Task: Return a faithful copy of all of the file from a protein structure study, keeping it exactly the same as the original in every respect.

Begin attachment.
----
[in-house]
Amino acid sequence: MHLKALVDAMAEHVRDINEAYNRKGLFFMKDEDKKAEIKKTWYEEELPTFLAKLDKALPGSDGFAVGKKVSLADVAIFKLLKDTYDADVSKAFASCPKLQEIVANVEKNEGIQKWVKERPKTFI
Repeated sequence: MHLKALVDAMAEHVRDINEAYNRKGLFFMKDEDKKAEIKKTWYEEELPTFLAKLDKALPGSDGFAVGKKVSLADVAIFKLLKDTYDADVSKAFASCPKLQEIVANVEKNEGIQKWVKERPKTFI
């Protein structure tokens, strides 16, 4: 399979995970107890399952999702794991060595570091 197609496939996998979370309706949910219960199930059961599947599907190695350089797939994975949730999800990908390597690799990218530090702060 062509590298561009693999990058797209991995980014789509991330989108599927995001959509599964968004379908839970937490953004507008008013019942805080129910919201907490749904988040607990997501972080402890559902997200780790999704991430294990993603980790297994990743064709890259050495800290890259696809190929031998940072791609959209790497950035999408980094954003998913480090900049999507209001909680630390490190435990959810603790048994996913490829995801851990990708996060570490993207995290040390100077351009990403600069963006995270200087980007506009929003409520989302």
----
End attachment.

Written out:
[in-house]
Amino acid sequence: MHLKALVDAMAEHVRDINEAYNRKGLFFMKDEDKKAEIKKTWYEEELPTFLAKLDKALPGSDGFAVGKKVSLADVAIFKLLKDTYDADVSKAFASCPKLQEIVANVEKNEGIQKWVKERPKTFI
Repeated sequence: MHLKALVDAMAEHVRDINEAYNRKGLFFMKDEDKKAEIKKTWYEEELPTFLAKLDKALPGSDGFAVGKKVSLADVAIFKLLKDTYDADVSKAFASCPKLQEIVANVEKNEGIQKWVKERPKTFI
């Protein structure tokens, strides 16, 4: 399979995970107890399952999702794991060595570091 197609496939996998979370309706949910219960199930059961599947599907190695350089797939994975949730999800990908390597690799990218530090702060 062509590298561009693999990058797209991995980014789509991330989108599927995001959509599964968004379908839970937490953004507008008013019942805080129910919201907490749904988040607990997501972080402890559902997200780790999704991430294990993603980790297994990743064709890259050495800290890259696809190929031998940072791609959209790497950035999408980094954003998913480090900049999507209001909680630390490190435990959810603790048994996913490829995801851990990708996060570490993207995290040390100077351009990403600069963006995270200087980007506009929003409520989302």